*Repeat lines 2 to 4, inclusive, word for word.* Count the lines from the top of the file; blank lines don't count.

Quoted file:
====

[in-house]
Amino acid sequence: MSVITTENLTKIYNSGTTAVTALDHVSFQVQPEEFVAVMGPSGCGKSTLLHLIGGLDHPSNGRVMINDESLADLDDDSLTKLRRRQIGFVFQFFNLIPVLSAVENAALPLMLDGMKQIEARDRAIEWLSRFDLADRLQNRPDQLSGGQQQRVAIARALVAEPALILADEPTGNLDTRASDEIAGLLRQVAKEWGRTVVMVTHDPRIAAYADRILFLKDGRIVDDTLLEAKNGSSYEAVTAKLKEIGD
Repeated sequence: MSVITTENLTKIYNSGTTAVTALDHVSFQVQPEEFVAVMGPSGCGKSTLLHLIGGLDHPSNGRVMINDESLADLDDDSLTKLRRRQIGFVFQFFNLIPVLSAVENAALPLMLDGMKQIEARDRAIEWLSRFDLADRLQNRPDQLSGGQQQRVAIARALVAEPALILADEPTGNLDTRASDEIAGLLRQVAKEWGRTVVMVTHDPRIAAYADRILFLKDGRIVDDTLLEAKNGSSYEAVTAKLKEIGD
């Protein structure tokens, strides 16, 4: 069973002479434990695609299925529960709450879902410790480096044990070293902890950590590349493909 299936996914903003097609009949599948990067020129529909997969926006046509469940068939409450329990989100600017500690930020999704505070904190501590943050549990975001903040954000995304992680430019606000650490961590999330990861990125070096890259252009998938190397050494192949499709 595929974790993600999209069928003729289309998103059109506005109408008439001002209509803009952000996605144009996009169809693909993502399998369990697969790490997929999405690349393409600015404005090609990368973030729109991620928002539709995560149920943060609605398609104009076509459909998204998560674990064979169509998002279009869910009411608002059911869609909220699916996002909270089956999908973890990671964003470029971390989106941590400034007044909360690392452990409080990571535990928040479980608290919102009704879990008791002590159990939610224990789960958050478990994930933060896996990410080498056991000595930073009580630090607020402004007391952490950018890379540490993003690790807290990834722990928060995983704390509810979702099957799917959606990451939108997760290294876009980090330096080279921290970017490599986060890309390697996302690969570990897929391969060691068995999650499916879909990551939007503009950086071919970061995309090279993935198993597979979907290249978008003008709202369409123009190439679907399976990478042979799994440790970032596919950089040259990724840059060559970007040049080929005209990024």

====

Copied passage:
Amino acid sequence: MSVITTENLTKIYNSGTTAVTALDHVSFQVQPEEFVAVMGPSGCGKSTLLHLIGGLDHPSNGRVMINDESLADLDDDSLTKLRRRQIGFVFQFFNLIPVLSAVENAALPLMLDGMKQIEARDRAIEWLSRFDLADRLQNRPDQLSGGQQQRVAIARALVAEPALILADEPTGNLDTRASDEIAGLLRQVAKEWGRTVVMVTHDPRIAAYADRILFLKDGRIVDDTLLEAKNGSSYEAVTAKLKEIGD
Repeated sequence: MSVITTENLTKIYNSGTTAVTALDHVSFQVQPEEFVAVMGPSGCGKSTLLHLIGGLDHPSNGRVMINDESLADLDDDSLTKLRRRQIGFVFQFFNLIPVLSAVENAALPLMLDGMKQIEARDRAIEWLSRFDLADRLQNRPDQLSGGQQQRVAIARALVAEPALILADEPTGNLDTRASDEIAGLLRQVAKEWGRTVVMVTHDPRIAAYADRILFLKDGRIVDDTLLEAKNGSSYEAVTAKLKEIGD
């Protein structure tokens, strides 16, 4: 069973002479434990695609299925529960709450879902410790480096044990070293902890950590590349493909 299936996914903003097609009949599948990067020129529909997969926006046509469940068939409450329990989100600017500690930020999704505070904190501590943050549990975001903040954000995304992680430019606000650490961590999330990861990125070096890259252009998938190397050494192949499709 595929974790993600999209069928003729289309998103059109506005109408008439001002209509803009952000996605144009996009169809693909993502399998369990697969790490997929999405690349393409600015404005090609990368973030729109991620928002539709995560149920943060609605398609104009076509459909998204998560674990064979169509998002279009869910009411608002059911869609909220699916996002909270089956999908973890990671964003470029971390989106941590400034007044909360690392452990409080990571535990928040479980608290919102009704879990008791002590159990939610224990789960958050478990994930933060896996990410080498056991000595930073009580630090607020402004007391952490950018890379540490993003690790807290990834722990928060995983704390509810979702099957799917959606990451939108997760290294876009980090330096080279921290970017490599986060890309390697996302690969570990897929391969060691068995999650499916879909990551939007503009950086071919970061995309090279993935198993597979979907290249978008003008709202369409123009190439679907399976990478042979799994440790970032596919950089040259990724840059060559970007040049080929005209990024």